Divorce proceedings, post decree custody battles, paternity cases, etc., can be both legally and emotionally driven. Many people can become frustrated and angry with the opposing side. But what happens when the other side starts making false statements about you, or even goes so far as to obtain a protective order against you based on false or exaggerated circumstances or incidents? Do you have any recourse?
Yes, if unwarranted, you can fight against such allegations under several legal theories.
First, if there is a protective order issued, you can request a hearing and defend against the allegations being made as being false, or not rising to the statutory level of proof. The Indiana Civil Protection Order Act states that a person who is a victim, or the parent or guardian of a minor who is a victim, of domestic or family violence may petition the court for a protective order1.
Each case is very fact specific, and considering the emotionally charged dynamic of domestic cases, facts and incidents can often be taken out of context, or dramatized. Generally, domestic violence includes: attempting, threatening, or actually causing physical harm to a family member or a member of the household; placing a family member in fear of physical harm; engaging a family member or household member in sexual activity under duress or threat of force; or beating, torturing, or killing an animal as a means of threatening or intimidating a family member2.
If you find yourself in a situation that a petition for a protective order has been filed against you, and you feel a protective order is unwarranted, it is highly recommended you contact an attorney, as the case law and statues are somewhat complex and dynamic as to what constitutes domestic violence, defending against false allegations may prove difficult, sometimes it is difficult to even determine what relationships fall within the act.
Another option is suing under the theory of defamation, which includes libel and slander. These are words that are often very commonly discussed; however they have very specific legal meaning. Defamation is “the publication of anything injurious to the good name or reputation of another, or which tends to bring him into disrepute.” Libel is a defamation that is intended to be read, such as publishing something in a newspaper, or on the internet for example. Slander is defamation that is spoken, meaning something false that someone said to another person about you3.
Defamation can be very difficult to prove and there is extensive case law with respect to determining what defamation is, and what type of defamation results in the defamed person being able to collect damages. Ultimately, ones reputation cannot be ordered restored; the court’s only remedy is that of money damages. In all cases, as the old adage goes “the truth will set you free”, if any part of the alleged defamation is actually true, one cannot collect damages4. By definition, defamation requires what is spoken or written to be absolutely false, and to either intend to, or actually, damage the reputation of the person it was spoken or written about.
A recently decided Indiana Court of Appeals case involved a man who was arrested, charged with a felony for domestic battery and a misdemeanor for invasion of privacy, jailed, and had a protective order issued against him because his wife (soon to be his ex-wife as they were involved in a divorce proceeding) told police that the man had battered her, and violated the protective order. The man was acquitted of some charges following a jury trial, and the prosecutor dropped the remaining charges. The man claimed that the wife’s allegations were false, and were made to gain ground in the impending custody dispute.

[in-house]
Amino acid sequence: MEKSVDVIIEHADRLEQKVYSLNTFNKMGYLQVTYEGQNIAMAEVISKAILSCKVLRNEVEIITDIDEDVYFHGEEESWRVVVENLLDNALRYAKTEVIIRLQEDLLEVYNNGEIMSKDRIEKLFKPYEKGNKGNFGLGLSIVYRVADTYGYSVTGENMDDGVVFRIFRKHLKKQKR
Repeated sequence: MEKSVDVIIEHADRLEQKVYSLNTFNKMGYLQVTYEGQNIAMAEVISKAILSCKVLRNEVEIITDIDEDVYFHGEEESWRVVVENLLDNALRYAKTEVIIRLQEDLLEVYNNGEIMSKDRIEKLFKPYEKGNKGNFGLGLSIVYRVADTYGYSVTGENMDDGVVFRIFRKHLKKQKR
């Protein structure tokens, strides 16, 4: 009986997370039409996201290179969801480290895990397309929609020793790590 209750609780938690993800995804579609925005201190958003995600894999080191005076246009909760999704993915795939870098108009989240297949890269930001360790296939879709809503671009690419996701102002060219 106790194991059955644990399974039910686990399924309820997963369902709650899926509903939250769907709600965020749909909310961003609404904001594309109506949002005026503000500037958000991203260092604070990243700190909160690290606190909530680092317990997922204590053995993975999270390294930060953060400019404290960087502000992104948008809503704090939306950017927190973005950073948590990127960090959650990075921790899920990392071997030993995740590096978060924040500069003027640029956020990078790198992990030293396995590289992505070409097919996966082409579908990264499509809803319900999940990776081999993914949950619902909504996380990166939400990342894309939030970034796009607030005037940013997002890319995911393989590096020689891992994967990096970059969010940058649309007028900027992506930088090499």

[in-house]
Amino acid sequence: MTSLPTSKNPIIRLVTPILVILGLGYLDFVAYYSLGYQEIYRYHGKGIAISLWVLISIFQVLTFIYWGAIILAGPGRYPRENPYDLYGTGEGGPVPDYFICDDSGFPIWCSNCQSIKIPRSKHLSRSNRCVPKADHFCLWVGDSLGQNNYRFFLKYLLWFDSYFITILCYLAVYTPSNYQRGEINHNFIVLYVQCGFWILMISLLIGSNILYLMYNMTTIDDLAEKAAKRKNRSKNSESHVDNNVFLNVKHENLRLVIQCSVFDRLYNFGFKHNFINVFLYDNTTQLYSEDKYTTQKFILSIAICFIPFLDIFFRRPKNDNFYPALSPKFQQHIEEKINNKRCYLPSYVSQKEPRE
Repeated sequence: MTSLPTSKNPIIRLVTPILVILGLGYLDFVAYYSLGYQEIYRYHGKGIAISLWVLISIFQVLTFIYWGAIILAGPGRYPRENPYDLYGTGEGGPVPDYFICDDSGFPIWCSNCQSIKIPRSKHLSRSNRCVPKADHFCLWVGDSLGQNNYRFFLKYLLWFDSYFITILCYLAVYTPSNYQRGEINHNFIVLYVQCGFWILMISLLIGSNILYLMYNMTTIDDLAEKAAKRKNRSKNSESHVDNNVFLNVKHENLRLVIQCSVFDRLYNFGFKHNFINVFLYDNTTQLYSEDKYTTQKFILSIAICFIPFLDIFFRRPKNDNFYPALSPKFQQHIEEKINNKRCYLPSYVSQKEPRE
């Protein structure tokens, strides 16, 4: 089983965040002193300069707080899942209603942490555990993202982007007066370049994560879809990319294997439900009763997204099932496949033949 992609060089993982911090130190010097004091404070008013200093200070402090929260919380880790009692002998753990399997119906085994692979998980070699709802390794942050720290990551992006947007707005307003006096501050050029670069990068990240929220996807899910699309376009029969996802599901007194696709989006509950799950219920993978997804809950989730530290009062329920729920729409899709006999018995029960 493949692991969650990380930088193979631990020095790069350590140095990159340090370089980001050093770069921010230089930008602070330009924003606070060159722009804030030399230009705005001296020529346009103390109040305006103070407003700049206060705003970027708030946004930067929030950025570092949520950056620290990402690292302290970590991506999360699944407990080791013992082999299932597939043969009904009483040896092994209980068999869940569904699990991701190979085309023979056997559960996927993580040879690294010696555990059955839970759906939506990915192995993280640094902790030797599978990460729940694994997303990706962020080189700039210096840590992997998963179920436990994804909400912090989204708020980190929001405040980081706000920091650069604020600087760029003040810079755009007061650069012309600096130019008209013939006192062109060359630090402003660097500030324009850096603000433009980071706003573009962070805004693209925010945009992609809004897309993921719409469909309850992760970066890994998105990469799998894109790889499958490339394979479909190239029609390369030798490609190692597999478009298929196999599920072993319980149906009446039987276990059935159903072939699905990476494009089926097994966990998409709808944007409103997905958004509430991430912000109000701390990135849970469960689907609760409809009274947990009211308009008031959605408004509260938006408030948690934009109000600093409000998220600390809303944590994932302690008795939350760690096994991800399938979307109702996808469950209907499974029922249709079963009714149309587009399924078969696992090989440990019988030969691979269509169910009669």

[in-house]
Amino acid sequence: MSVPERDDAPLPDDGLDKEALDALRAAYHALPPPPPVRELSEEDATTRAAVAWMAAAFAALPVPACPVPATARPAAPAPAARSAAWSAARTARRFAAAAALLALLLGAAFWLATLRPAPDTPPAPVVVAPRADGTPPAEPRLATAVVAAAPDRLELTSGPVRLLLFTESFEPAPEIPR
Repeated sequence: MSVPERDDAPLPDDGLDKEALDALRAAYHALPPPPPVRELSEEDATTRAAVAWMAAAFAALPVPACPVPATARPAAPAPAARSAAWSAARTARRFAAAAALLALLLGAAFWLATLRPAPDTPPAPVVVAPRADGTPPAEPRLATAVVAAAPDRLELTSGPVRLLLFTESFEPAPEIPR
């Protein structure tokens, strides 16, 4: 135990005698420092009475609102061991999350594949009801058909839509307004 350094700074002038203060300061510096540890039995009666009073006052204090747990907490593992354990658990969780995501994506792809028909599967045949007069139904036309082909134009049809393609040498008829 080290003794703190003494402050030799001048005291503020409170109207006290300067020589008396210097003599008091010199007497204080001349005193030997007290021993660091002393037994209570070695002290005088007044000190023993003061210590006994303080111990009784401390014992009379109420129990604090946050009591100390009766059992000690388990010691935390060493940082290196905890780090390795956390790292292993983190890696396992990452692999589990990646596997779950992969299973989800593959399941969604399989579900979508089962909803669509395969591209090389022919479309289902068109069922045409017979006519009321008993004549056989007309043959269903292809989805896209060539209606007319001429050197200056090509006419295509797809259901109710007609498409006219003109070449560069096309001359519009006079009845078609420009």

Following his release from jail, he filed a law suit and claims against his wife, the county, and the city, alleging false imprisonment, abuse of process, malicious prosecution, defamation, intentional infliction of emotional distress, tortious interference with child custody and/or parenting time, and civil perjury among others. The complaint was dismissed in its entirety, and the Indiana Court of Appeals upheld the dismissal on some counts and remanded the matter to the trial courts on the counts against his wife (ex-wife) alleging malicious prosecution and intentional infliction of emotional distress5.
The trial court outcome is unknown at this time; however, to clear his name, and regain control of parenting time with his children, this man has been engaged in a lengthy battle dating back to 2008, and no doubt costly. The case did not discuss the ripple affect these allegations may have had, such as loss of job (which could include financial hardships up to and including losing a car, or a house), loss of time with his children, and undoubtedly legal fees.
If you find yourself embroiled in an emotionally charged domestic dispute, and it rises to the level of false allegations, civil protective orders, or allegations that could have criminal implications, you should seek the advice of an attorney to help you navigate through these situations. These cases are complex because they generally involve many different areas of law, including criminal, firearms, domestic, protective order, and in some cases constitutional law6.